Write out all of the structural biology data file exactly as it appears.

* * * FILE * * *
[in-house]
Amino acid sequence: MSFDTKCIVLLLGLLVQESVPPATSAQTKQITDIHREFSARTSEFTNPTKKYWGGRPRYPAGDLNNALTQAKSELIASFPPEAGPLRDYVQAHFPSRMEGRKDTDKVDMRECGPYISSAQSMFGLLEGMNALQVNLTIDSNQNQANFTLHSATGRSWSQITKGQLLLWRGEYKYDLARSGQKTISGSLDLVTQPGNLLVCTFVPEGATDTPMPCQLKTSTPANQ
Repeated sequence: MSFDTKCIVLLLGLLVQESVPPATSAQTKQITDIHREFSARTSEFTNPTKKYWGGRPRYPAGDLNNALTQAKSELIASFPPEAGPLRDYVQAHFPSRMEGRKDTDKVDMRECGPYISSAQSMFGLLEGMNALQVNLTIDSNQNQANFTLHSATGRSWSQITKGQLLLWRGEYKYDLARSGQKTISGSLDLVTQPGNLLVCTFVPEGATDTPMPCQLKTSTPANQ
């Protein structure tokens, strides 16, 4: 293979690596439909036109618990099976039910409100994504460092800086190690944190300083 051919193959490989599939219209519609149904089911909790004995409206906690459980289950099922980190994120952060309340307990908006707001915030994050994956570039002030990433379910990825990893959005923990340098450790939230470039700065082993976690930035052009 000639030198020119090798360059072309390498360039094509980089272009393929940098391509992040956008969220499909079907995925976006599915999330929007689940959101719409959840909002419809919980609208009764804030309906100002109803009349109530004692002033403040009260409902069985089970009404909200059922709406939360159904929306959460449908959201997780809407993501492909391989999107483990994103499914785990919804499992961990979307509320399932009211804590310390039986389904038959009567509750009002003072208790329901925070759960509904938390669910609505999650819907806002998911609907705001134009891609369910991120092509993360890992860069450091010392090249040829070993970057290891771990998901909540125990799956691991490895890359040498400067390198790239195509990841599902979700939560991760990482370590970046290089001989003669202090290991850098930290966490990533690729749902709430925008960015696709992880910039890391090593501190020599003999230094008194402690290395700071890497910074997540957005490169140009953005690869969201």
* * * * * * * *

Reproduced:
[in-house]
Amino acid sequence: MSFDTKCIVLLLGLLVQESVPPATSAQTKQITDIHREFSARTSEFTNPTKKYWGGRPRYPAGDLNNALTQAKSELIASFPPEAGPLRDYVQAHFPSRMEGRKDTDKVDMRECGPYISSAQSMFGLLEGMNALQVNLTIDSNQNQANFTLHSATGRSWSQITKGQLLLWRGEYKYDLARSGQKTISGSLDLVTQPGNLLVCTFVPEGATDTPMPCQLKTSTPANQ
Repeated sequence: MSFDTKCIVLLLGLLVQESVPPATSAQTKQITDIHREFSARTSEFTNPTKKYWGGRPRYPAGDLNNALTQAKSELIASFPPEAGPLRDYVQAHFPSRMEGRKDTDKVDMRECGPYISSAQSMFGLLEGMNALQVNLTIDSNQNQANFTLHSATGRSWSQITKGQLLLWRGEYKYDLARSGQKTISGSLDLVTQPGNLLVCTFVPEGATDTPMPCQLKTSTPANQ
């Protein structure tokens, strides 16, 4: 293979690596439909036109618990099976039910409100994504460092800086190690944190300083 051919193959490989599939219209519609149904089911909790004995409206906690459980289950099922980190994120952060309340307990908006707001915030994050994956570039002030990433379910990825990893959005923990340098450790939230470039700065082993976690930035052009 000639030198020119090798360059072309390498360039094509980089272009393929940098391509992040956008969220499909079907995925976006599915999330929007689940959101719409959840909002419809919980609208009764804030309906100002109803009349109530004692002033403040009260409902069985089970009404909200059922709406939360159904929306959460449908959201997780809407993501492909391989999107483990994103499914785990919804499992961990979307509320399932009211804590310390039986389904038959009567509750009002003072208790329901925070759960509904938390669910609505999650819907806002998911609907705001134009891609369910991120092509993360890992860069450091010392090249040829070993970057290891771990998901909540125990799956691991490895890359040498400067390198790239195509990841599902979700939560991760990482370590970046290089001989003669202090290991850098930290966490990533690729749902709430925008960015696709992880910039890391090593501190020599003999230094008194402690290395700071890497910074997540957005490169140009953005690869969201």